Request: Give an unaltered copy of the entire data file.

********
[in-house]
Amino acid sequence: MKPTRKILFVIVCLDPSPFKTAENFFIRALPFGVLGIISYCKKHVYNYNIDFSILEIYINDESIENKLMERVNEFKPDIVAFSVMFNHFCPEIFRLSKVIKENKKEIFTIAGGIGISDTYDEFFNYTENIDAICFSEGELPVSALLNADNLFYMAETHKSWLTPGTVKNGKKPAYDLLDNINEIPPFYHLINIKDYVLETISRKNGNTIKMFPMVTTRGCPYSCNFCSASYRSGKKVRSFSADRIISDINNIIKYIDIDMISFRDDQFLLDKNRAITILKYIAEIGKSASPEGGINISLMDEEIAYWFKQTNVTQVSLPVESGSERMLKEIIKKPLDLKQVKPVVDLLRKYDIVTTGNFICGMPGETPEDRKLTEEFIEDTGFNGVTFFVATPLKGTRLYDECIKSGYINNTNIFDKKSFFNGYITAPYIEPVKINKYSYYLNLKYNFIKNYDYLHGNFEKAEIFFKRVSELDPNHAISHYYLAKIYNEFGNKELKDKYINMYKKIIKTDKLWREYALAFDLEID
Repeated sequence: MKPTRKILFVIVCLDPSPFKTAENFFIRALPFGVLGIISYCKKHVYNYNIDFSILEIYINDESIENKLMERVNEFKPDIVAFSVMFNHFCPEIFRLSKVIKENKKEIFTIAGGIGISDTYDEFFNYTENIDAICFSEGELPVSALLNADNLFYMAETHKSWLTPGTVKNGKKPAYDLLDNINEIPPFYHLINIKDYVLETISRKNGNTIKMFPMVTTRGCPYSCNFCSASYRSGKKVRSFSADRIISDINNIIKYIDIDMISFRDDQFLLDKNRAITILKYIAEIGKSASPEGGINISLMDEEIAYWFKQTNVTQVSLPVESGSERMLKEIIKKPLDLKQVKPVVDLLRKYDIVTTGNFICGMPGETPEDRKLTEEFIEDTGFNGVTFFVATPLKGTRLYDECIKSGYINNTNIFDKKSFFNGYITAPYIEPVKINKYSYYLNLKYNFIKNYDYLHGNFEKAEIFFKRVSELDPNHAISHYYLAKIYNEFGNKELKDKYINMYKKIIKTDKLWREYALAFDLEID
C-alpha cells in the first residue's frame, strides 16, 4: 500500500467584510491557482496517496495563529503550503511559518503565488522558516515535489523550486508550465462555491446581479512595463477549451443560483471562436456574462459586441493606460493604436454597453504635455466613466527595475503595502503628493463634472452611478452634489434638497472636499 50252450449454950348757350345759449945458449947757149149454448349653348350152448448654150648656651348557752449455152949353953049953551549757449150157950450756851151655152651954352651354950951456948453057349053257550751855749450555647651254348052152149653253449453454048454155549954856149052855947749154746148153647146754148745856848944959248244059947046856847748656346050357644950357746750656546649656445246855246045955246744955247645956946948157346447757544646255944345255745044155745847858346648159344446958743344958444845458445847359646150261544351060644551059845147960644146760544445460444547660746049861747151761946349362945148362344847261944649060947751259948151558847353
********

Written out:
[in-house]
Amino acid sequence: MKPTRKILFVIVCLDPSPFKTAENFFIRALPFGVLGIISYCKKHVYNYNIDFSILEIYINDESIENKLMERVNEFKPDIVAFSVMFNHFCPEIFRLSKVIKENKKEIFTIAGGIGISDTYDEFFNYTENIDAICFSEGELPVSALLNADNLFYMAETHKSWLTPGTVKNGKKPAYDLLDNINEIPPFYHLINIKDYVLETISRKNGNTIKMFPMVTTRGCPYSCNFCSASYRSGKKVRSFSADRIISDINNIIKYIDIDMISFRDDQFLLDKNRAITILKYIAEIGKSASPEGGINISLMDEEIAYWFKQTNVTQVSLPVESGSERMLKEIIKKPLDLKQVKPVVDLLRKYDIVTTGNFICGMPGETPEDRKLTEEFIEDTGFNGVTFFVATPLKGTRLYDECIKSGYINNTNIFDKKSFFNGYITAPYIEPVKINKYSYYLNLKYNFIKNYDYLHGNFEKAEIFFKRVSELDPNHAISHYYLAKIYNEFGNKELKDKYINMYKKIIKTDKLWREYALAFDLEID
Repeated sequence: MKPTRKILFVIVCLDPSPFKTAENFFIRALPFGVLGIISYCKKHVYNYNIDFSILEIYINDESIENKLMERVNEFKPDIVAFSVMFNHFCPEIFRLSKVIKENKKEIFTIAGGIGISDTYDEFFNYTENIDAICFSEGELPVSALLNADNLFYMAETHKSWLTPGTVKNGKKPAYDLLDNINEIPPFYHLINIKDYVLETISRKNGNTIKMFPMVTTRGCPYSCNFCSASYRSGKKVRSFSADRIISDINNIIKYIDIDMISFRDDQFLLDKNRAITILKYIAEIGKSASPEGGINISLMDEEIAYWFKQTNVTQVSLPVESGSERMLKEIIKKPLDLKQVKPVVDLLRKYDIVTTGNFICGMPGETPEDRKLTEEFIEDTGFNGVTFFVATPLKGTRLYDECIKSGYINNTNIFDKKSFFNGYITAPYIEPVKINKYSYYLNLKYNFIKNYDYLHGNFEKAEIFFKRVSELDPNHAISHYYLAKIYNEFGNKELKDKYINMYKKIIKTDKLWREYALAFDLEID
C-alpha cells in the first residue's frame, strides 16, 4: 500500500467584510491557482496517496495563529503550503511559518503565488522558516515535489523550486508550465462555491446581479512595463477549451443560483471562436456574462459586441493606460493604436454597453504635455466613466527595475503595502503628493463634472452611478452634489434638497472636499 50252450449454950348757350345759449945458449947757149149454448349653348350152448448654150648656651348557752449455152949353953049953551549757449150157950450756851151655152651954352651354950951456948453057349053257550751855749450555647651254348052152149653253449453454048454155549954856149052855947749154746148153647146754148745856848944959248244059947046856847748656346050357644950357746750656546649656445246855246045955246744955247645956946948157346447757544646255944345255745044155745847858346648159344446958743344958444845458445847359646150261544351060644551059845147960644146760544445460444547660746049861747151761946349362945148362344847261944649060947751259948151558847353